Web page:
Speaking of billions, the very price tag that Facebook put on Instagram indicates a potential problem, as John Carney argues. As US federal government guidelines for the Justice Department and Fair Trade Commission suggest, the fact that Facebook paid such a hefty premium for Instagram may well signal anticompetitive behavior:
The financial terms of the transaction may also be informative regarding competitive effects. For example, a purchase price in excess of the acquired firm’s stand-alone market value may indicate that the acquiring firm is paying a premium because it expects to be able to reduce competition or to achieve efficiencies.
It's not even a positive that Facebook says it intends to leave Instagram to run independently, as this also signals that Facebook was simply trying to put a lid on a competitor, rather than beat it in the market.
None of which means that I'm cheering for antitrust review of this merger. I'm not. Technology moves so fast that government intervention is generally unnecessary to guard the free market. By the time the government had ruled on Microsoft, for example, the industry had routed around Microsoft, and the company is still trying to catch up in things like mobile, social and cloud.
But I'm confused as to why Facebook is getting a free pass when, for example, Microsoft spent years duking it out with US and European regulators over antitrust claims related to Internet Explorer - another free product. "But that's different!" you shout, "for Microsoft is not only evil, but the browser is fundamental to gaining access to the web!"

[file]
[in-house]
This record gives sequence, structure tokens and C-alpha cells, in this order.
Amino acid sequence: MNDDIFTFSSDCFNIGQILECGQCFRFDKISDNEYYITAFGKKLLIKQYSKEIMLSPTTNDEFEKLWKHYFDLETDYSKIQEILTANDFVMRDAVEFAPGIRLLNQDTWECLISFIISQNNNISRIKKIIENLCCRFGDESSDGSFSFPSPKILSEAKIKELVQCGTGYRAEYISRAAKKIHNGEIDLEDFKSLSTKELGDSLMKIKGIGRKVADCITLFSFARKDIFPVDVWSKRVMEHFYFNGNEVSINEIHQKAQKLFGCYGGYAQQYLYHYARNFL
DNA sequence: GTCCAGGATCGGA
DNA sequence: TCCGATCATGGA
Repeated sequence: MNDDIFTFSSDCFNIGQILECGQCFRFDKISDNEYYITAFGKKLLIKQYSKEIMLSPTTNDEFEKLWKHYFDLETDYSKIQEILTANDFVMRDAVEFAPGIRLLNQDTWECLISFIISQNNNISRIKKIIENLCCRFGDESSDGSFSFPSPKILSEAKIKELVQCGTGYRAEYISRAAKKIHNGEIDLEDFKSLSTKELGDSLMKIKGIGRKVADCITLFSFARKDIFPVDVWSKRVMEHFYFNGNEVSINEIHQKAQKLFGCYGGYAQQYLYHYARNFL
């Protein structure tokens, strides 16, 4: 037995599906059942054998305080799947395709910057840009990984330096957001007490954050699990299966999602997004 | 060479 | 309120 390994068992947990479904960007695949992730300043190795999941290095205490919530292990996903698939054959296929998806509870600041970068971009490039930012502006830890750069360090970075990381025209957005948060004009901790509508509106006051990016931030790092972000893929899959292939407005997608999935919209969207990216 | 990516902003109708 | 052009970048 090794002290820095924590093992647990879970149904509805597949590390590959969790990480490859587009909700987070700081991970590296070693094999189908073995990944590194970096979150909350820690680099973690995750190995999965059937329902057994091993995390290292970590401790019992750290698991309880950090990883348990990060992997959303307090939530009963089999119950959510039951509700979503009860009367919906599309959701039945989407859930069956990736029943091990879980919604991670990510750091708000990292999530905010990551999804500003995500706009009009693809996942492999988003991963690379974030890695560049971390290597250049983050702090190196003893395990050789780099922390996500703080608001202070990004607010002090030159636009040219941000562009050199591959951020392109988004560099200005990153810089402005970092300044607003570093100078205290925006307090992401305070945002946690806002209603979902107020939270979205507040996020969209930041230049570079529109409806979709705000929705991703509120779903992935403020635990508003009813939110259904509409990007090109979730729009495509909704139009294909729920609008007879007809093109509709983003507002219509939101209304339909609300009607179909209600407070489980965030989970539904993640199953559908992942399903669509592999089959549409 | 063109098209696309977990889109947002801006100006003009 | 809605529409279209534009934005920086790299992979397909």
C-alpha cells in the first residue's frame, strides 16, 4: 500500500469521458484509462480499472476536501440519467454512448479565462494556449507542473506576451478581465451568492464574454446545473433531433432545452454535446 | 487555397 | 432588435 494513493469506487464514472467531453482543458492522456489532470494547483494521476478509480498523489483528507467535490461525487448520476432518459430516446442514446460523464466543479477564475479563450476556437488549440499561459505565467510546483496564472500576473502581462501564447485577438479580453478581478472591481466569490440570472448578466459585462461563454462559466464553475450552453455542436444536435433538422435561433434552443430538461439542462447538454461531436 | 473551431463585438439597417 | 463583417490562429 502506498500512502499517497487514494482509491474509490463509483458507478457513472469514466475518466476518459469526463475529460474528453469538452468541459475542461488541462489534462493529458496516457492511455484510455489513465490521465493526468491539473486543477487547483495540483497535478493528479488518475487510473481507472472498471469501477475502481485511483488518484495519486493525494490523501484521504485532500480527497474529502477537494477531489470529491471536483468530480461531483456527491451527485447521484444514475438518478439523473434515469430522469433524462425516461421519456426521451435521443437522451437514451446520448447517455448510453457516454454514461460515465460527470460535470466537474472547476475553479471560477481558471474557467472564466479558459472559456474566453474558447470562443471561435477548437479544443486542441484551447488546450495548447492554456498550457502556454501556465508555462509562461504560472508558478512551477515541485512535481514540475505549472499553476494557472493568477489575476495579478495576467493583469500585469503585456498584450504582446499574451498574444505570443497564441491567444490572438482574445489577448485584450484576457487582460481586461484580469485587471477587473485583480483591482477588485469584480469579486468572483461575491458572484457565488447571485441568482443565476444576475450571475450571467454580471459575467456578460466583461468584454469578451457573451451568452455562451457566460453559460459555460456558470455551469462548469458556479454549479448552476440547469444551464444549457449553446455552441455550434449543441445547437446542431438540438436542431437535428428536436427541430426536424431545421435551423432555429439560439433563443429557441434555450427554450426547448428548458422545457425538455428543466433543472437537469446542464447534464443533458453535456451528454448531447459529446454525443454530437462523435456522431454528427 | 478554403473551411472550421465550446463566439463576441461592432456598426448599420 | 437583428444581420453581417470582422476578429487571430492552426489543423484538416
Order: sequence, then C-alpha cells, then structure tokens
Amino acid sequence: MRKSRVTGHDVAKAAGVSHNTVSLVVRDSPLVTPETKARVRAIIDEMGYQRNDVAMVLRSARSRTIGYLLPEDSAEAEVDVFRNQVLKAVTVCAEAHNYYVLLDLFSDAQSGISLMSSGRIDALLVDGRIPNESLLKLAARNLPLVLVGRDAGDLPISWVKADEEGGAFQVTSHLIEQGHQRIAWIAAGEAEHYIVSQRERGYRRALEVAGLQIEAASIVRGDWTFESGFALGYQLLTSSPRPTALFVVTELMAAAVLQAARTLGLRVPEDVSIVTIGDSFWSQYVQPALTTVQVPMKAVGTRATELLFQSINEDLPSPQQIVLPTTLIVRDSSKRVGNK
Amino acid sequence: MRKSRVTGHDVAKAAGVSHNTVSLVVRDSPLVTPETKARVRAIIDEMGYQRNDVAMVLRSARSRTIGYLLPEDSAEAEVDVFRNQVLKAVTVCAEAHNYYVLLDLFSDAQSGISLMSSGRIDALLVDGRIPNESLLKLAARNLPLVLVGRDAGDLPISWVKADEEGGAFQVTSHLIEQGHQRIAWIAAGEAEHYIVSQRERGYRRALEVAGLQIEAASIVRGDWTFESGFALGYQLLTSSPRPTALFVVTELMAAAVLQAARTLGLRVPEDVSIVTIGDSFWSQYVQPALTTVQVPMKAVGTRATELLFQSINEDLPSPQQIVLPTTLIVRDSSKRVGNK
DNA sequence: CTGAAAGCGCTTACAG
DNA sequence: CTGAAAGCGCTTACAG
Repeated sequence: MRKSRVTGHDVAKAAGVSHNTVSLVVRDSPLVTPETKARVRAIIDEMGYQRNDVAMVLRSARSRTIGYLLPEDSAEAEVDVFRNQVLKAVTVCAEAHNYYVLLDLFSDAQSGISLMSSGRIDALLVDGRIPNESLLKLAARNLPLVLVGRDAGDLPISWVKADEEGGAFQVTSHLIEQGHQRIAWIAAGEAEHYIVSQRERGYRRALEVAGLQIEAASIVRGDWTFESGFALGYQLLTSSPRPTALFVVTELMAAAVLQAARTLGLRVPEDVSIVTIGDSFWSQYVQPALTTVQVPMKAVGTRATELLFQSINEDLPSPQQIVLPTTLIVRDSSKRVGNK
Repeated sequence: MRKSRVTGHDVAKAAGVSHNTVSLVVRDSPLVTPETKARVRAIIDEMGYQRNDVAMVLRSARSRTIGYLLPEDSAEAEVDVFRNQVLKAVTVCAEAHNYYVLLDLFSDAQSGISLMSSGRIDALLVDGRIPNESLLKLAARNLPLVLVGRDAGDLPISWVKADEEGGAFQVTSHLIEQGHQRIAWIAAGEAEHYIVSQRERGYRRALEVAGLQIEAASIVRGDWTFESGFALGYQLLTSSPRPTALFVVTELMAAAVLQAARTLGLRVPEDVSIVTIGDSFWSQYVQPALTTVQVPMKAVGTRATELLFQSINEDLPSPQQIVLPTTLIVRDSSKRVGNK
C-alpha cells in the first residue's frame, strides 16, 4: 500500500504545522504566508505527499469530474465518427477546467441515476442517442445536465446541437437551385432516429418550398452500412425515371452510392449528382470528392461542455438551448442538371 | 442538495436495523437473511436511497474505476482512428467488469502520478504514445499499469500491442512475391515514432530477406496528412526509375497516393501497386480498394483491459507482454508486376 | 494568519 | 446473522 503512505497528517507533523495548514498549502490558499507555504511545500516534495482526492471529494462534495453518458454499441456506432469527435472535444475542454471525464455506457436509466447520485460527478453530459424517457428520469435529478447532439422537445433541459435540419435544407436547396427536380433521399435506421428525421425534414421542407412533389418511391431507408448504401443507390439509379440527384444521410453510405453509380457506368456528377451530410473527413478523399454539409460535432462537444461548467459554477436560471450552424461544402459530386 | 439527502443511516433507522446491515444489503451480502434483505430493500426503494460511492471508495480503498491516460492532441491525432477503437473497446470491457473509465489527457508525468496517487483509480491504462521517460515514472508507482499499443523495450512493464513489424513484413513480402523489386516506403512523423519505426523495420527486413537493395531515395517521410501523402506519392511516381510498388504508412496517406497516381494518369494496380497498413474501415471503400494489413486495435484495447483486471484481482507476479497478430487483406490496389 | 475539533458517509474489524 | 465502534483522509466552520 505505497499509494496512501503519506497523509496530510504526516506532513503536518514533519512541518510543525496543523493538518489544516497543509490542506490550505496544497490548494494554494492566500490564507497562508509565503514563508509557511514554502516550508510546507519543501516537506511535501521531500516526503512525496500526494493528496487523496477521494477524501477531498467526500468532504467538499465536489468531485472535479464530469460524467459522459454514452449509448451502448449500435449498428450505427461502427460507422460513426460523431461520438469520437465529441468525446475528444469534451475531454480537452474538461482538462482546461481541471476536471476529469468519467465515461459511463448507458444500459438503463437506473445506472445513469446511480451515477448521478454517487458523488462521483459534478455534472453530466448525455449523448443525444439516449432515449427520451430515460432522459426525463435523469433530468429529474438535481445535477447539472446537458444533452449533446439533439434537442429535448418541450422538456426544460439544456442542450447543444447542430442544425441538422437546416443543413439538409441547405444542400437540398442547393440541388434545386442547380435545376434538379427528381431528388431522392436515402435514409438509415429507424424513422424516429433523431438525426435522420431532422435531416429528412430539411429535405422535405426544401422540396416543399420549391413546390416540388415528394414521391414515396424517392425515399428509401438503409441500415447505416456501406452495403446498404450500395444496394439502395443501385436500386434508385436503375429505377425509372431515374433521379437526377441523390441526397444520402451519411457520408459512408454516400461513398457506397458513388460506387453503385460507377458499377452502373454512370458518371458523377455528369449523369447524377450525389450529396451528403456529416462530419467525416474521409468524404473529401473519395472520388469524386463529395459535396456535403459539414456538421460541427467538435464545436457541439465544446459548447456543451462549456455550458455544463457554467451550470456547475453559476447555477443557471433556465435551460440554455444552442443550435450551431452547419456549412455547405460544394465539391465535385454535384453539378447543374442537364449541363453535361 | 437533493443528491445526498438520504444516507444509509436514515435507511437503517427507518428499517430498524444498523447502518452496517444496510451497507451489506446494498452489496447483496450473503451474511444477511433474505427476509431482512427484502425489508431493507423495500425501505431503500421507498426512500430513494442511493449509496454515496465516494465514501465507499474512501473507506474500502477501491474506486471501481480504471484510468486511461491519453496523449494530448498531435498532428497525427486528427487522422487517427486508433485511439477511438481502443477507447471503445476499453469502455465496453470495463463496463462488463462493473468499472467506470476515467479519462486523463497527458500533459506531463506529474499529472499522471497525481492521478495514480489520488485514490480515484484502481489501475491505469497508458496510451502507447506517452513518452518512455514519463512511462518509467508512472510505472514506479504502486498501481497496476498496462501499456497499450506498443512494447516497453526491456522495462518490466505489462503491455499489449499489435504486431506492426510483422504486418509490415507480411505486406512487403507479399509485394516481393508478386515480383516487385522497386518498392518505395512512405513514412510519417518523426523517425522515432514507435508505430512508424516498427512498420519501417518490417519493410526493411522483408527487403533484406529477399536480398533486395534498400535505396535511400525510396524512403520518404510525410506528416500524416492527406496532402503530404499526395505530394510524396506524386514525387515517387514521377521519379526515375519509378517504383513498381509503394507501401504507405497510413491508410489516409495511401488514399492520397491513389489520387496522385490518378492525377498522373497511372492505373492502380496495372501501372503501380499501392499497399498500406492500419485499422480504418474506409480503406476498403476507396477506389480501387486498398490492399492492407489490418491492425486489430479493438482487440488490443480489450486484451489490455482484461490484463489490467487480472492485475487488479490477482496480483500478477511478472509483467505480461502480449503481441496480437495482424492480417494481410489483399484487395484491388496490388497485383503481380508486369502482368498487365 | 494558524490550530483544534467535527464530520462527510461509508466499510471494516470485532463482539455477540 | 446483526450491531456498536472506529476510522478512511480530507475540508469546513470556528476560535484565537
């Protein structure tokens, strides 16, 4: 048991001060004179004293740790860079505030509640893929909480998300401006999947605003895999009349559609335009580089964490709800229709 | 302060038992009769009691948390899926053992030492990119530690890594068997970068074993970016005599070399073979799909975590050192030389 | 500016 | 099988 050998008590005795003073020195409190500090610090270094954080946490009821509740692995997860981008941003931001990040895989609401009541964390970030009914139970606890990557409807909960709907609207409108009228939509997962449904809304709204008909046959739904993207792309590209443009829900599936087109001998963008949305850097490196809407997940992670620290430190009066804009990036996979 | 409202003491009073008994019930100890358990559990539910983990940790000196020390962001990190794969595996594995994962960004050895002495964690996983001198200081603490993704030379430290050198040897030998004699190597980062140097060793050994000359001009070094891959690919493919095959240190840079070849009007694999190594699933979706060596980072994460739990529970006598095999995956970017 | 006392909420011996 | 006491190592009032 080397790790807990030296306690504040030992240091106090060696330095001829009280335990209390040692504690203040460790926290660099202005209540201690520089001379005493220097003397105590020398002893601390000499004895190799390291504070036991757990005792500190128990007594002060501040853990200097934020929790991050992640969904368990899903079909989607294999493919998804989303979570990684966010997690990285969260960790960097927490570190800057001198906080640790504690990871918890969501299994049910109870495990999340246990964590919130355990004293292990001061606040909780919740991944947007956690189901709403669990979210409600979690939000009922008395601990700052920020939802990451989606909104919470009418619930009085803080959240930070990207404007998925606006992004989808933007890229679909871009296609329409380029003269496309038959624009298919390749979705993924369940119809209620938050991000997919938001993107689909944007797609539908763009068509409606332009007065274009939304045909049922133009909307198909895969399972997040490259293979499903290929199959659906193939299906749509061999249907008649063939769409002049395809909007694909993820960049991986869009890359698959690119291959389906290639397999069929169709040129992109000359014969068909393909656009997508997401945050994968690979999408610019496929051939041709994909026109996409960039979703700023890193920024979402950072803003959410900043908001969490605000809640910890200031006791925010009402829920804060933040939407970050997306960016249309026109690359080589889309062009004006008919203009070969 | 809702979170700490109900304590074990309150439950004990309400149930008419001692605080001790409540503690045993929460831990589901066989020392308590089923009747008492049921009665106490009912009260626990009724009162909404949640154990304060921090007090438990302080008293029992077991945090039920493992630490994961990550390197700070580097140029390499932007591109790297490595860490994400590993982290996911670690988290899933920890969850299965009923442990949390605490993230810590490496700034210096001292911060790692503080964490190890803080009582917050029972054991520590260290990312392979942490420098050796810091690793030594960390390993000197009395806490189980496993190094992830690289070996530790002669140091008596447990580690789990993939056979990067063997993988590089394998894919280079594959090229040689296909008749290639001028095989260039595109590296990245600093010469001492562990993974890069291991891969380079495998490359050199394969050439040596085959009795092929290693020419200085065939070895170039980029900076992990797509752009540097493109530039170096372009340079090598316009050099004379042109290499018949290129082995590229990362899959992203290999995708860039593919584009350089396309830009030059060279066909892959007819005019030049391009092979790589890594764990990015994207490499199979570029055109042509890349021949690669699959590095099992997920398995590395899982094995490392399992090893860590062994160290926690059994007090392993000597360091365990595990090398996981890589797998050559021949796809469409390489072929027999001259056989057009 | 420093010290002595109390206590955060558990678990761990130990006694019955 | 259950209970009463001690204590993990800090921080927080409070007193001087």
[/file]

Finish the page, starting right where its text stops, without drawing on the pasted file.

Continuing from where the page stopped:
Is it? In mobile we seem to have found plenty of ways to access the web without using a browser, and arguably this trend could have been hastened by Microsoft blocking up the desktop browser experience. Regardless, who is to say that photo sharing isn't fundamental to using the web in critical ways? I doubt Facebook would have paid so much unless it believed photo sharing is essential to its own social business, which many of us believe is the engine for tech's next decade.
At one time search was just a free service with no clear revenue model behind it. Google changed that and now is in hot water for stifling competition in free search, because it inhibits others from competing to make money elsewhere. Photo sharing today is hard to monetise – Instagram didn't even bother trying – but that's not to say someone won't crack the code tomorrow. Given Facebook's $1bn price tag on Instagram, it seems to think there's real money in free photo sharing.
Perhaps the US antitrust authorities have finally wised up and decided not to meddle in a market that seems able to retain a mean competitive streak without government intervention. One can hope. ®
Matt Asay is senior vice president of business development at Nodeable, offering systems management for managing and analysing cloud-based data. He was formerly SVP of biz dev at HTML5 start-up Strobe and chief operating officer of Ubuntu commercial operation Canonical. With more than a decade spent in open source, Asay served as Alfresco's general manager for the Americas and vice president of business development, and he helped put Novell on its open source track. Asay is an emeritus board member of the Open Source Initiative (OSI). His column, Open...and Shut, appears three times a week on The Register.